COUNCIL bosses in Tendring have welcomed an "improved" budget for the following financial year despite challenges lying ahead. 

Tendring Council said the authority’s forecast deficit for 2024/25 has fallen to £1.7 million. 

The decrease of £960,000 in the council’s deficit was laid out in a report on Friday and included details of the provisional grant settlement from the government to local authorities, as well as changes to costs and savings within the council. 

According to the council, cost pressures are largely outside of the council’s control including inflation, increased staff costs and reduced government funding, which have been considered in the new budget. 

Clacton and Frinton Gazette:

The report also pointed out a reduction in the proposed council tax charge, which will be £193.73, or £3.72 per week, for an average Band D home, an increase of £5.62 on this year.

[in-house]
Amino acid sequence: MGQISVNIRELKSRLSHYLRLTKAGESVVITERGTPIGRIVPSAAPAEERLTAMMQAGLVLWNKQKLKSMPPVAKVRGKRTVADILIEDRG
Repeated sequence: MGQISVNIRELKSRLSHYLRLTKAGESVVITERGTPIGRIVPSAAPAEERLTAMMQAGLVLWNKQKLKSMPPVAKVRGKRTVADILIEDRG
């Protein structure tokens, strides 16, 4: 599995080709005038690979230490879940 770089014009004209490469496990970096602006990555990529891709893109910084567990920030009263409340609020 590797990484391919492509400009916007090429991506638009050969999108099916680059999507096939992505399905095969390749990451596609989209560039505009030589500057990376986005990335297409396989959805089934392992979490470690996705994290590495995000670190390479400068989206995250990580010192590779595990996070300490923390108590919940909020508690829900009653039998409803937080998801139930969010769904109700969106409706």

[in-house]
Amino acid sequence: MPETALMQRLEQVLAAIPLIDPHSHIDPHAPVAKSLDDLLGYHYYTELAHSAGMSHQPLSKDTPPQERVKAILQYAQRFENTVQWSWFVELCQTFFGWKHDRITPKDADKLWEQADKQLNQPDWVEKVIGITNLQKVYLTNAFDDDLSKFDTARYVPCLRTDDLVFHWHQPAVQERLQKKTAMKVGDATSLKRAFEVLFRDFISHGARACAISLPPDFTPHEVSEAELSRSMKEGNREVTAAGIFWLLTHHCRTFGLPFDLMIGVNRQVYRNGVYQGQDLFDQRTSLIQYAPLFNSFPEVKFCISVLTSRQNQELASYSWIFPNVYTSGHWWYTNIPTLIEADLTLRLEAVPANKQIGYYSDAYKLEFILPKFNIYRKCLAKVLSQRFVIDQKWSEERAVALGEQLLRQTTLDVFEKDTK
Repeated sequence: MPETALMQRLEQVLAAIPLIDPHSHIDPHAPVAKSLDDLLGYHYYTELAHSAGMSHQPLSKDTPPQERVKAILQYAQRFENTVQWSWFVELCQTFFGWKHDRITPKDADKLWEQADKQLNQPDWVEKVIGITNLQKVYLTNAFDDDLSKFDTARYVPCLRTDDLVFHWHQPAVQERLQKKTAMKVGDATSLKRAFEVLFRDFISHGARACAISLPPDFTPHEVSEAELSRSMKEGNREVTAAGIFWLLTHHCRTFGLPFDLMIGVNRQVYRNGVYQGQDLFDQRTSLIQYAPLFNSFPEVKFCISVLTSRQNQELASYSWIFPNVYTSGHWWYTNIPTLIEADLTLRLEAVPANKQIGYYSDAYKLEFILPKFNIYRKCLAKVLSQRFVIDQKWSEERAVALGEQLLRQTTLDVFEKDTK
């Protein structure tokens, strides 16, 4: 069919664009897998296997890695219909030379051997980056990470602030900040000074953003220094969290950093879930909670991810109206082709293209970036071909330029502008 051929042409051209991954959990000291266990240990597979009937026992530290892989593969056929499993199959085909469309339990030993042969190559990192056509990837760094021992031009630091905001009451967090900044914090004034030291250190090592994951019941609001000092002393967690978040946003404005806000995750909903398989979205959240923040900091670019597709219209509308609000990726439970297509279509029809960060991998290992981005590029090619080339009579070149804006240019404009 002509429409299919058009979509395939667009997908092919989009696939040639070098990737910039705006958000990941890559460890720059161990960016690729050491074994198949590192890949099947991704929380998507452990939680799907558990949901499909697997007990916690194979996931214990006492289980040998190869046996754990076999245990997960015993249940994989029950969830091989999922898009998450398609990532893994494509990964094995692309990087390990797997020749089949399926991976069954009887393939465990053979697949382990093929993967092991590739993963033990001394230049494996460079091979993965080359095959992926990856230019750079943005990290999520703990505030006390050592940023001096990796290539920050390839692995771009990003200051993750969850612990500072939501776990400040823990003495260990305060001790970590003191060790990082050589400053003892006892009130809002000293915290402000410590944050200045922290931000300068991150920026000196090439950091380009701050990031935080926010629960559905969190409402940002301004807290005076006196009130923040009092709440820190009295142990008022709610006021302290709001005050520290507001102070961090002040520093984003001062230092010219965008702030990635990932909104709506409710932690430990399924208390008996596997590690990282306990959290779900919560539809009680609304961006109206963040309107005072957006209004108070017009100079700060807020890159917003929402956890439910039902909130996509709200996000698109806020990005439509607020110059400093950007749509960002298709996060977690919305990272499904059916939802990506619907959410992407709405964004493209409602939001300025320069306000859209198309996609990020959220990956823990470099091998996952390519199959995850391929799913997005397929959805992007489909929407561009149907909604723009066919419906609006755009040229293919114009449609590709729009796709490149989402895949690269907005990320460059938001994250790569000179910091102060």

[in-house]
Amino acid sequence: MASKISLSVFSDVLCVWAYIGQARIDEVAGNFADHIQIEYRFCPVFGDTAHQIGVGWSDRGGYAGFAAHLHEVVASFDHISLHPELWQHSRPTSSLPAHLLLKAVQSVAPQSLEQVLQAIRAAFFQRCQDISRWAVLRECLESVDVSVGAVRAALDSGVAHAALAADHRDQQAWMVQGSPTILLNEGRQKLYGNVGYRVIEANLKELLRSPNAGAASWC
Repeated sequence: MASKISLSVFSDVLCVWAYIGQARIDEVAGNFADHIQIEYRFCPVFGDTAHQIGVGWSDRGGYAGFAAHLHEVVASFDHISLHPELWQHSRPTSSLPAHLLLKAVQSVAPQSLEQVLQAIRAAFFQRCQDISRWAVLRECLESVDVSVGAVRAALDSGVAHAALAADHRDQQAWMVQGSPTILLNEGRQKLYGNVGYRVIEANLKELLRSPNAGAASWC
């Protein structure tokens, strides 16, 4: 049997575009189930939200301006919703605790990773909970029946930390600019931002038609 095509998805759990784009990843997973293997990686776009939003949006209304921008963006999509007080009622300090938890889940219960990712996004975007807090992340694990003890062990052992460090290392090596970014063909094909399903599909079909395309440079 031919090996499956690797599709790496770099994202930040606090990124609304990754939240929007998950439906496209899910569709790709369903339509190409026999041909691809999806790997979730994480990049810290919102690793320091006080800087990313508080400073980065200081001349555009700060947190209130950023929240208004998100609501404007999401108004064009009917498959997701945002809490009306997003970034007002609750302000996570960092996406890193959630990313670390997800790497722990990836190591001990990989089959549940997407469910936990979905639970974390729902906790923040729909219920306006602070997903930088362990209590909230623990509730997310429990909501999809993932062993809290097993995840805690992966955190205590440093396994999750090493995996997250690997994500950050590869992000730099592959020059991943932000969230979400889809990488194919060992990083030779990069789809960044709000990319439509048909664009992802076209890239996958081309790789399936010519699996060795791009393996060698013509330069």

Mark Stephenson, Tendring Council leader and cabinet member for Finance and Governance, welcomed the updated position – but cautioned there were still tough times ahead. 

“It is good news that we have less of a deficit in 2024/25, but the fact remains that we face a deficit going forward,” Councillor Stephenson said. 

“We are seeing ever greater demands and expectations on public services whilst balancing that with reduced funding. 

Clacton and Frinton Gazette:

“Work will continue to balance the budget, and the long-term financial plan – which has seen us save more than £10million since 2010/11 – and we will be able to do so this year.

"However, our vision’s key theme of financial sustainability means we will have to continue to work hard to ensure we remain on a strong footing in future years. 

“We will not shy away from tough decisions – but will take these transparently – and this reduced deficit means we can build a solid foundation for making careful decisions and continue to deliver effective services while being mindful of taxpayer funds. 

“If your household budget saw increased costs and reduced income you would have to make changes to what you spend your money on; the council is no different.”